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Ronald L. Hartman & Richard K. Rabeler, except as noted

Annual to perennial herb; rarely dioecious (Silene), taprooted or rhizome generally slender. Leaf: simple, generally opposite (subwhorled), entire, pairs at nodes often ± connected at bases; stipules generally 0; petiole generally 0. Inflorescence: generally cyme, generally open; flowers 1–many; involucre generally 0 (present in Dianthus, Petrorhagia). Flower: generally bisexual, radial; hypanthium often present but obscure; sepals (4)5, ± free or fused into a tube, margins generally scarious, more so on inner 2 or not, tube generally not scarious, awns generally 0; petals (4)5 or 0, generally tapered to base (or with claw long, limb expanded), entire to 2–several-lobed, limb generally without scale-like appendages adaxially, generally without ear-like lobes at base; stamens generally 10, generally fertile, generally free, generally from ovary base; nectaries 0 or 5; ovary superior, generally 1-chambered, placentas basal or free-central, styles 2–5 with 0 branches or 1 with 2–3 branches. Fruit: capsule or utricle (rarely ± dehiscent), generally sessile. Seed: appendage generally 0 (present in Moehringia).
83 or 89 genera, 3000 species: widespread, especially arctic, alpine, temperate northern hemisphere; some cultivated (Agrostemma, Arenaria, Cerastium, Dianthus, Gypsophila, Lychnis, Sagina, Saponaria, Silene, Vaccaria). [Rabeler & Hartman 2005 FNANM 5:3–215] Apetalous Caryophyllaceae can also be keyed in Rabeler & Hartman 2005 FNANM 5:5–8. —Scientific Editor: Thomas J. Rosatti.

Key to Caryophyllaceae

Annual, erect, taprooted. Leaf: blade linear to narrowly lanceolate; vein 1 or lateral pair faint. Inflorescence: terminal; flowers 1–few; peduncles, pedicels 4–20+ cm. Flower: sepals 5, fused, hairs long, ascending, appressed, tube prominent, 12–17 mm, 7–12 mm diam, ovoid to widely cylindric, round in ×-section, strongly 10-ribbed, lobes generally 12–50 mm, > tube, linear; petals 5, 24–40 mm, claw long, limb entire or notched; styles 5, 10–12 mm. Fruit: capsule, ovoid; teeth 5, ascending. Seed: many, black.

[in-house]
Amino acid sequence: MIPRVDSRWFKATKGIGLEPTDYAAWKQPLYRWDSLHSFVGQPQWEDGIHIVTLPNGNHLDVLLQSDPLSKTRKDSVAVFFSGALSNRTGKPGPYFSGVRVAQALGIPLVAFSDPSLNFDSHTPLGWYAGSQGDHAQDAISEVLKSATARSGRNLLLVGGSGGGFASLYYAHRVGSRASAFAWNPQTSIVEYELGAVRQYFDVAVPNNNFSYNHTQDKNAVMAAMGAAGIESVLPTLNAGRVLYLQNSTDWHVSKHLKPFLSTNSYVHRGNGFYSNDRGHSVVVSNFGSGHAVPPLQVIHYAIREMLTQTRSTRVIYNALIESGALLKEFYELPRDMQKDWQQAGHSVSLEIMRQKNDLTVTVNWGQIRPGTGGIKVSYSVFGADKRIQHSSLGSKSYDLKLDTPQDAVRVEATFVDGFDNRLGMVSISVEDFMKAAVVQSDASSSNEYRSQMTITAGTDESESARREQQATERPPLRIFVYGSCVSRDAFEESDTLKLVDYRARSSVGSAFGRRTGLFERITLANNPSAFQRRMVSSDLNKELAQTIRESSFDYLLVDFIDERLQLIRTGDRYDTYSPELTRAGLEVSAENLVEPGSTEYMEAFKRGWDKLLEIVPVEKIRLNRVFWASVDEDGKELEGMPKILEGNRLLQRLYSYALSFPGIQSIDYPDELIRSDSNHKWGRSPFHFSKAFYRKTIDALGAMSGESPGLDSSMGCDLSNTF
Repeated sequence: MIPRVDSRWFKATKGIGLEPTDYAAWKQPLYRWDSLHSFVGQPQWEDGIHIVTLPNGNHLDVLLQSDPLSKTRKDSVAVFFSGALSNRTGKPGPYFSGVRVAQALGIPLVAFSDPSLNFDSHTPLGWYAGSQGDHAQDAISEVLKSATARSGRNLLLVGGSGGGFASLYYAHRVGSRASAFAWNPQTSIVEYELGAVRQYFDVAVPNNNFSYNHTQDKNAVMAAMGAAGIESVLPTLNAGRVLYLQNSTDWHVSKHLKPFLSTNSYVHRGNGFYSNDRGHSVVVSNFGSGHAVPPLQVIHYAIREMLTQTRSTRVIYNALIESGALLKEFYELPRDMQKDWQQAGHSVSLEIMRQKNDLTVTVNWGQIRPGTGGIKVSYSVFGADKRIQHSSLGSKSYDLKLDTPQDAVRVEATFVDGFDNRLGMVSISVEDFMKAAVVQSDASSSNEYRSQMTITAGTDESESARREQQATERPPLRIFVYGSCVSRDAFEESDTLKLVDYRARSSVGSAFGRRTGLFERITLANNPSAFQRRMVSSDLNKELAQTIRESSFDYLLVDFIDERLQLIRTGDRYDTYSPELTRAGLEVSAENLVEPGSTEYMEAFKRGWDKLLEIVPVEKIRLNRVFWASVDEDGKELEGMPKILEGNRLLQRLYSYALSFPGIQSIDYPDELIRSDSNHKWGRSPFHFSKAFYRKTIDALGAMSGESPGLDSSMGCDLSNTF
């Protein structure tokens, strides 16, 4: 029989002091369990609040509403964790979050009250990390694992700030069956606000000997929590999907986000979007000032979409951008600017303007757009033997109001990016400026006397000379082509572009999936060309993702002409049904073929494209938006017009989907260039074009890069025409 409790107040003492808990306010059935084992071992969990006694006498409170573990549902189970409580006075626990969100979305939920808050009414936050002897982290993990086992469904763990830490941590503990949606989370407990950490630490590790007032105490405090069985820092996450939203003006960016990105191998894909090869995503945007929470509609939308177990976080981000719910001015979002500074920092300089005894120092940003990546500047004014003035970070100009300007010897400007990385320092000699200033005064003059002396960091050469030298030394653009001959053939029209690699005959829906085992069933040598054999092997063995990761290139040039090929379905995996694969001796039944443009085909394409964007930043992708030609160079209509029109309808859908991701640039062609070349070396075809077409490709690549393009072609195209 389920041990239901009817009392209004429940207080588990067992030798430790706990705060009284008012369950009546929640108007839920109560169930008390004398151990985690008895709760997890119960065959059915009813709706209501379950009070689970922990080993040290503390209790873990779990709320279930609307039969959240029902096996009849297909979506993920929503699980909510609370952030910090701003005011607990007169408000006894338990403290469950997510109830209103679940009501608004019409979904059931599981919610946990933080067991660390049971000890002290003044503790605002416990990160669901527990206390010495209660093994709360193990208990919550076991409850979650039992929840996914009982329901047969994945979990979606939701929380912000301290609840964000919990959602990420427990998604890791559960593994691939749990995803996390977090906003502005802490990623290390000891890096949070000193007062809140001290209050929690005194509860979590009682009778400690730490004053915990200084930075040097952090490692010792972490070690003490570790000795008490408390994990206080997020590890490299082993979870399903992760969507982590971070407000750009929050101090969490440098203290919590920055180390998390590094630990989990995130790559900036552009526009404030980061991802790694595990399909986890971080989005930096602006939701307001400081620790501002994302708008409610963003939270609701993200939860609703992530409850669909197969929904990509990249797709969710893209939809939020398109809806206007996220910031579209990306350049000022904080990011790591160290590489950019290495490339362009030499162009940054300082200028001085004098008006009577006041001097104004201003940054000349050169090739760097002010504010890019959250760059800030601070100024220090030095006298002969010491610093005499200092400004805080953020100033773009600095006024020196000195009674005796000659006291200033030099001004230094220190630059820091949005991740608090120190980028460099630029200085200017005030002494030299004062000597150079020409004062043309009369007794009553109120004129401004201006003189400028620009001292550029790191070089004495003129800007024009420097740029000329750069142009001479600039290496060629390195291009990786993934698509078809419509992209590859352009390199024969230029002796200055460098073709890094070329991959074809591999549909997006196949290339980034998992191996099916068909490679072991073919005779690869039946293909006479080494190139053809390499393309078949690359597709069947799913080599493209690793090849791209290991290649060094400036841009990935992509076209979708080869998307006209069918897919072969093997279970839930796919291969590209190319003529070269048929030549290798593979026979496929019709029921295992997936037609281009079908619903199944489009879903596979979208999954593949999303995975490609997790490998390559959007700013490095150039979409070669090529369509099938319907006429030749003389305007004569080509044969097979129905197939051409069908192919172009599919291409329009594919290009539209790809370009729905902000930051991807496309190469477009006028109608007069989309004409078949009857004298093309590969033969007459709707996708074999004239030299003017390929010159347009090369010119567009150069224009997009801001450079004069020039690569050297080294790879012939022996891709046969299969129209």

2 species: Mediterranean Europe. (Greek: field garland) [Thieret 2005 FNANM 5:214–215]

A. githago L. var. githago
Plant 30–90+ cm; hairs dense, long, silky, ± appressed. Stem: simple or sparingly branched above. Leaf: 5–15 cm. Inflorescence: leafy. Flower: sepals green; petals exserted 10–20 mm, obovate, rounded to truncate, purple-red; stamens exserted 8–10 mm. Seed: 3–3.5 mm, widely ovate; tubercles thin, triangular.
2n=48. Disturbed areas; < 1000 m. Inner North Coast Ranges, n Sierra Nevada, Sacramento Valley, San Francisco Bay Area, South Coast; to Washington, Montana, eastern North America; native to southern Europe. Evidently eradicated from grain fields. Spring–summer [Online Interchange]
Unabridged note: 2 other varieties, native to Eurasia, introduced in South America, southern Africa, New Zealand, Australia.

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Citation for the whole project: Jepson Flora Project (eds.) 2013. Jepson eFlora,, accessed on Nov 29 2015
Citation for this treatment: [Author of taxon treatment] 2013. Agrostemma, in Jepson Flora Project (eds.) Jepson eFlora,, accessed on Nov 29 2015

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Geographic subdivisions indicated for the distribution of Agrostemma githago var. githago Markers link to CCH specimen records. If the markers are obscured, reload the page [or change window size and reload]. Yellow markers indicate records that may provide evidence for eFlora range revision or may have georeferencing or identification issues.
map of distribution 1
(Note: any qualifiers in the taxon distribution description, such as 'northern', 'southern', 'adjacent' etc., are not reflected in the map above, and in some cases indication of a taxon in a subdivision is based on a single collection or author-verified occurence).

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Data provided by the participants of the Consortium of California Herbaria.
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CCH collections by month

Duplicates counted once; synonyms included.
Species do not include records of infraspecific taxa.
Blue line denotes eFlora flowering time.